Thursday, September 8, 2011

The Young Teacher

Each day now she waits for her Mom and Dad to arrive. She asks if I know where they are and why she can't seem to locate them. She is not frantic, only a little disappointed. They will soon be with her, just not yet.

There are places to go. She has overstayed her time here. She often asks if I am from this area and if I like it where I am. In her inquiry she provides her own response.

She is anxious because she has to be in school tomorrow. She is a teacher, and there is a sense that she feels she has not fully prepared for the days ahead.

And then there are her 2 older sisters. They have seemed to abandon her. She is so close with both of them, and counts on their companionship. But today they are not here, and they have not been here for a while. There is a small resentment, a slight disgust but nothing more. They are sisters after all.

2 young children seem to be missing. They are the wards of the young teacher. I don't know their names, their ages or even their sexes. I am not sure how they got into her life, but I do understand that she feels very responsible for their welfare.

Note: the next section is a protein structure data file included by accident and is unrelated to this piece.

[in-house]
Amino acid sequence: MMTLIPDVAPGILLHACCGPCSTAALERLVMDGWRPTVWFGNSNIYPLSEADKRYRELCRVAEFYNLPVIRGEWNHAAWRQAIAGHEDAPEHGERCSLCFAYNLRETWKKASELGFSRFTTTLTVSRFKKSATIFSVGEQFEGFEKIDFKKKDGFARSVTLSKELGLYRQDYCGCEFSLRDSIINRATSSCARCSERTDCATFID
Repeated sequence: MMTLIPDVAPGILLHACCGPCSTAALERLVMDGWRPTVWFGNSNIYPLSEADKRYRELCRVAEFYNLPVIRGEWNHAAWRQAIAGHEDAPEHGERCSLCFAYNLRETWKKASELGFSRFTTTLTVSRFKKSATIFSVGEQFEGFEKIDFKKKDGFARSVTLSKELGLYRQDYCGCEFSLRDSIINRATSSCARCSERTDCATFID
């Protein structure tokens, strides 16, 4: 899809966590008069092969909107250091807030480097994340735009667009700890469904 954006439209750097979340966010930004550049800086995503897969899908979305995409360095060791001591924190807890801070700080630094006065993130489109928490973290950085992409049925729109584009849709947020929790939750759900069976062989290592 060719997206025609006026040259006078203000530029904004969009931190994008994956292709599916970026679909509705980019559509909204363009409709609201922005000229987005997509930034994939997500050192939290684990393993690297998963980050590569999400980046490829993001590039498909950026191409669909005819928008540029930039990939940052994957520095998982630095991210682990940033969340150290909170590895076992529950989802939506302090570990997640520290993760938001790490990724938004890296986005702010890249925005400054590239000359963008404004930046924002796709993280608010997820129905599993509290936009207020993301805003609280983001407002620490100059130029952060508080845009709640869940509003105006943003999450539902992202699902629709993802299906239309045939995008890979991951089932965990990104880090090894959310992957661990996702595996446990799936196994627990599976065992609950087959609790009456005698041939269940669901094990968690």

I try to be vague in my response to all her questions, while still being helpful, even positive. Sometimes I stumble, and sometimes I am at a loss for words. But most often my answers are enough to move the conversation on. When they are not, I get a quizzical look, a shrug and every so often a slightly agitated retort. But that always passes quickly.

Often when the young teacher and I are together there are long silences. Apart from her parents, her older sisters, her school and her ward, there is little that holds her attention. Events in the rest of the universe are discussed but mean little.

This is the world that I enter daily. The stories vary little, the concerns and the questioning often eerily verbatim replications of the day before and the day before that.

My mom is in her early 20's going on 94. Her parents passed away a half a century ago. Her 2 older sisters are gone for a decade. She last taught a class in the early 1940's. And the young children who live in her imagination are not even a part of a recognizable past.

I will speak with that young teacher tomorrow and the day after, and for as many days as she can hold on to that reality. And I will try my best to be respectful of the world that she inhabits. She deserves nothing less.

1 comment:

Anonymous said...

Robert, Beautifully written...and heartbreaking. I am So sorry. Steve